Afternoon wheat: An extremely disappointing finish for both Chicago and KC wheat futures today
It was an extremely disappointing finish for both Chicago and KC wheat futures today following two separate reversal type moves, eventually culminating in a late sell-off that saw the overnight lows violated in both classes of wheat before ending the day just a few ticks off those lows. SRW wheat finished the poorest at more than a nickel lower, while HRW wheat finished around four cents lower. Mpls wheat futures seemed immune to much of the overnight weakness, and although trade did give back its early gains throughout the day session, it did not trade as poorly as either the HRW or SRW markets during the latter half of the day. Instead, trade mostly stayed between unchanged and a couple cents higher before finishing a penny better.
To say the wheat complex had an up and down trading session today may be a bit of an understatement. Overnight price action picked up where the markets left off on Monday and traded defensively during the early stages. For Chicago, trade quickly fell to around four cents lower before stabilizing around the 5.20 level. For KC, that level was 4.21. Shortly before the European markets opened the entire grain complex started to firm, and wheat followed. In roughly a two-hour window, values rallied ten cents and trade remained in the upper end of the trading range over the final few hours of the night. China headlined the news stories overnight, as talk surfaced that China may be back around for US beans again after a 10 MMT duty free TRQ was supposedly issued to crushers this morning. US beans with no duty are extremely competitive through January. This brought optimism back into the entire grain complex. We mentioned yesterday that for wheat, we did not think it would not take much to re-invigorate trade as the markets were still under the umbrella of feeling pretty good about themselves after the plethora of tenders ignited a rise of World values over the past several weeks - with China possibly being a part of such business. But we also warned this morning that many times over the past 18 months that positive China news headlines such as the one mentioned overnight has had a tendency of not being able to carry that momentum throughout the entire day, so the hardest part of the day was yet to come. We thought it was especially important today for the wheat complex to try and sustain that positive vibe. The markets did not necessarily have to close on the highs - just avoid a meltdown. Both Chicago and KC failed miserably, as values gradually weakened throughout the morning, stabilized a bit near the overnight lows late in the day, but then violated those lows with one late sell-off into the close and finished right off its session's lows.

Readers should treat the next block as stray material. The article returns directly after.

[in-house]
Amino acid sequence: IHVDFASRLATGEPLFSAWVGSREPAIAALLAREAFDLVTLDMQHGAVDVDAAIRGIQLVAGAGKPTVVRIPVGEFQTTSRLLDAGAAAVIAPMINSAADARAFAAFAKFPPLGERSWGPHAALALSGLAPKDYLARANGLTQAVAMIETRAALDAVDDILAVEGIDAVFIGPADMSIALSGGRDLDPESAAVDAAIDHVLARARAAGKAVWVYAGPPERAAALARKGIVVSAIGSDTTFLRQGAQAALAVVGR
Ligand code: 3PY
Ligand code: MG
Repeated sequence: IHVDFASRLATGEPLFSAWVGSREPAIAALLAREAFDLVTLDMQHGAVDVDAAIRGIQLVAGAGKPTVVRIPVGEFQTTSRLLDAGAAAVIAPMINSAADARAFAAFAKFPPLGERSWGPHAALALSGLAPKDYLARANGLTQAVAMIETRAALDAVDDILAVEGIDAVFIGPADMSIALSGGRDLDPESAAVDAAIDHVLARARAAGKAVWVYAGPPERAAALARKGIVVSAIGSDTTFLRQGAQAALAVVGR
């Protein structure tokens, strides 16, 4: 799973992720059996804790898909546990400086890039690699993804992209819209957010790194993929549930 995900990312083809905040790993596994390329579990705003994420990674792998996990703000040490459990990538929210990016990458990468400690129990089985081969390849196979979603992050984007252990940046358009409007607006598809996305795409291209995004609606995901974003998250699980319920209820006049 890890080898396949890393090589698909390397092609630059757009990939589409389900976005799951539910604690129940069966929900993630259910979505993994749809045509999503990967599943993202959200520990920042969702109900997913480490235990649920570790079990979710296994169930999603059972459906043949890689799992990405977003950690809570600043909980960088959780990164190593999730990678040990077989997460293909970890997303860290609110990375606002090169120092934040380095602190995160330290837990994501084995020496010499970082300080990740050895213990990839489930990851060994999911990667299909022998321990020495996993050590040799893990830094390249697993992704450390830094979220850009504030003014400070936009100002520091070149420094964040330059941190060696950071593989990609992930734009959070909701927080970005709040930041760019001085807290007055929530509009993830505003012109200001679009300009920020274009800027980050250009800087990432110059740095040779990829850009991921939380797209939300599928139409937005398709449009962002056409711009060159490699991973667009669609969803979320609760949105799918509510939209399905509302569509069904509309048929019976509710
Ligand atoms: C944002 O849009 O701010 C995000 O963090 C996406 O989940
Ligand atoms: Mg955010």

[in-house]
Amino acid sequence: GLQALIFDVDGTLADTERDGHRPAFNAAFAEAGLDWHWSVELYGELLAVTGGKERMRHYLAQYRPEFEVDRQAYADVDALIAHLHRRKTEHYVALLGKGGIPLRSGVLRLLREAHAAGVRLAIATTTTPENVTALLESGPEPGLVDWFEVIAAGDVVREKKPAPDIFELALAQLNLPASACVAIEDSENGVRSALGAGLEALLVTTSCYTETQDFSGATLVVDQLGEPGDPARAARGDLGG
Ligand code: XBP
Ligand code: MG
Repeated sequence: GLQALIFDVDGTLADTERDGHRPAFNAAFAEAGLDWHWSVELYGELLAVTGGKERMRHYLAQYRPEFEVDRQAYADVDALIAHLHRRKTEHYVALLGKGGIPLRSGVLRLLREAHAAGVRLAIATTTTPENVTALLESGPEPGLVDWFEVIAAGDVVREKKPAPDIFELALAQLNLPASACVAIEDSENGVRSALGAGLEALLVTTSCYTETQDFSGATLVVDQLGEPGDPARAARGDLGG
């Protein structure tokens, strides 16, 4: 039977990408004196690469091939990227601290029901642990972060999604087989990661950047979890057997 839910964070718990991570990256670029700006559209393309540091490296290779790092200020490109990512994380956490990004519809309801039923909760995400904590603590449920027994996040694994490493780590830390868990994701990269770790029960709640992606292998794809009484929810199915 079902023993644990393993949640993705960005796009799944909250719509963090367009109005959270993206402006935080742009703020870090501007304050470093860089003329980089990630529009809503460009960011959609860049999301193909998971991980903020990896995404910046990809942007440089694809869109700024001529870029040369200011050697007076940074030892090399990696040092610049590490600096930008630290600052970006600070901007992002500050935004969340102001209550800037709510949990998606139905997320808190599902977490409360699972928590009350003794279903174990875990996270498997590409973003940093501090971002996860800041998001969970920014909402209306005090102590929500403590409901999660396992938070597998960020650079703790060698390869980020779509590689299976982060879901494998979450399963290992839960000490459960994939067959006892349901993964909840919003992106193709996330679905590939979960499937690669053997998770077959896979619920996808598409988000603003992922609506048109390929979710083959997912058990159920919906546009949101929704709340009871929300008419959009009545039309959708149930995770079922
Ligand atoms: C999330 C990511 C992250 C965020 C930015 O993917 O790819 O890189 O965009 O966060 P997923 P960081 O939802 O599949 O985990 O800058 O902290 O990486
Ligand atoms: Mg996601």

Going home Monday night we mentioned that after 30-cent gains over the past two weeks in KC, and 40-cent gains in Chicago, a technical correction was not the worst thing for a market. Often it is a healthy reaction. That being said, we felt that today's trade was going to be important in that many times when trade settles lower on both Monday and Tuesday the markets tend to struggle all week (which one would figure will now only be enhanced after a strong upside reversal failed). Don't look for the GASC to bail out the markets this week and announce another tender. Algeria will mostly look to France for the majority of their tender that is slated to close today. Both Ethiopia and Jordan postponed and cancelled their tenders slated to close today. Turkey will buy some EU wheat and Tunisia may pick up a little wheat, but that could be it for a while. Meaning, by the end of the week don't be surprised if we see World wheat values finally start to move lower. Meaning a test of last week's lows might be right on the horizon. That is 4.17 ½ in KC Dec and 5.04 ½ in Chicago Dec. A settle below last week's lows opens the door for another run at 4.95 in Chicago Dec and 4.00 in KC Dec. With Chicago having more room to the downside than KC, don't be surprised if we see the KC/Chicago spread firm over the balance of the week. The spread has tested its contract lows in each of the past two days and held.
Ukraine's Ag Ministry said wheat harvest is expected to rise to around 28.1 MMT vs 24.6 MMT last year. Harvest is roughly 85 pct complete. However, not all news is good as they also said that plantings of winter grains could be lower this year due to poor fall weather.
Export business this week:
*** Turkey provisionally bought 190 TMT of EU red milling wheat for shipment between Nov 29 and Dec 17. The lowest offer was $228.10/mt C&F, and prices ranged up to $234.00/mt.
*** Ethiopia postponed their 400 TMT milling wheat tender that was slated to close Wednesday out to Nov 5.
*** Jordan did not make a purchase in their 120 TMT wheat tender that closed today. Four firms participated with offers.
*** Saudi Arabia's state grain buyer SAGO acknowledged that over the weekend they had bought 605 TMT of opt origin wheat at an average price of $242.51/mt.
*** Oct 22 Algeria said they are in for 50 TMT of opt origin wheat (they usually buy much more).
*** Oct 23 Tunisia is in for 50 TMT of opt origin milling wheat.
*** Oct 23 Turkey is in for 127,500 mt of EU origin durum wheat. The grain is for shipment between Nov 29 to Dec 17
*** Oct 29 Ethiopia is in for 200 TMT of milling wheat.
*** Oct 30 Bangladesh is in for 50 TMT of opt origin milling grade wheat.
*** Nov 4 Syria for 150 TMT Russian wheat.
*** Syria continues to work a swap of 100 TMT durum for 100 TMT of milling hard wheat. Offers have to be good to Oct 28.
*** Columbia for wheat.